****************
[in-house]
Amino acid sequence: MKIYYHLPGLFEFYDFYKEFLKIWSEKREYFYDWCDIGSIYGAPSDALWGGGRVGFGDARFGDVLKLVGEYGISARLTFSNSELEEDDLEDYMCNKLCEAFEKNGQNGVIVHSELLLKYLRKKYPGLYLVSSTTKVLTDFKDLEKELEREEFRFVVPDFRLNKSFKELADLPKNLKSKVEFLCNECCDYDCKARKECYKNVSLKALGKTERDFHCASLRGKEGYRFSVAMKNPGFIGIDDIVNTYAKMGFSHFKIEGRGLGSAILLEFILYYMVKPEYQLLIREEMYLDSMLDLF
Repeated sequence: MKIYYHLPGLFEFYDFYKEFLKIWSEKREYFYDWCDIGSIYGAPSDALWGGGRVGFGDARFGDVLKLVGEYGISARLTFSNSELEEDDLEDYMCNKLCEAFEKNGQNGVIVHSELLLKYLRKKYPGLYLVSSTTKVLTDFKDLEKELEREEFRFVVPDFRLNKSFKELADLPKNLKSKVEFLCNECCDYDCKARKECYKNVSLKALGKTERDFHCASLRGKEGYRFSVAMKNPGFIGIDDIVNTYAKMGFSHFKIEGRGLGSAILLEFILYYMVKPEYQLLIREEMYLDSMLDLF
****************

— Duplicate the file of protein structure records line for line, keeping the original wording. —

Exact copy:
[in-house]
Amino acid sequence: MKIYYHLPGLFEFYDFYKEFLKIWSEKREYFYDWCDIGSIYGAPSDALWGGGRVGFGDARFGDVLKLVGEYGISARLTFSNSELEEDDLEDYMCNKLCEAFEKNGQNGVIVHSELLLKYLRKKYPGLYLVSSTTKVLTDFKDLEKELEREEFRFVVPDFRLNKSFKELADLPKNLKSKVEFLCNECCDYDCKARKECYKNVSLKALGKTERDFHCASLRGKEGYRFSVAMKNPGFIGIDDIVNTYAKMGFSHFKIEGRGLGSAILLEFILYYMVKPEYQLLIREEMYLDSMLDLF
Repeated sequence: MKIYYHLPGLFEFYDFYKEFLKIWSEKREYFYDWCDIGSIYGAPSDALWGGGRVGFGDARFGDVLKLVGEYGISARLTFSNSELEEDDLEDYMCNKLCEAFEKNGQNGVIVHSELLLKYLRKKYPGLYLVSSTTKVLTDFKDLEKELEREEFRFVVPDFRLNKSFKELADLPKNLKSKVEFLCNECCDYDCKARKECYKNVSLKALGKTERDFHCASLRGKEGYRFSVAMKNPGFIGIDDIVNTYAKMGFSHFKIEGRGLGSAILLEFILYYMVKPEYQLLIREEMYLDSMLDLF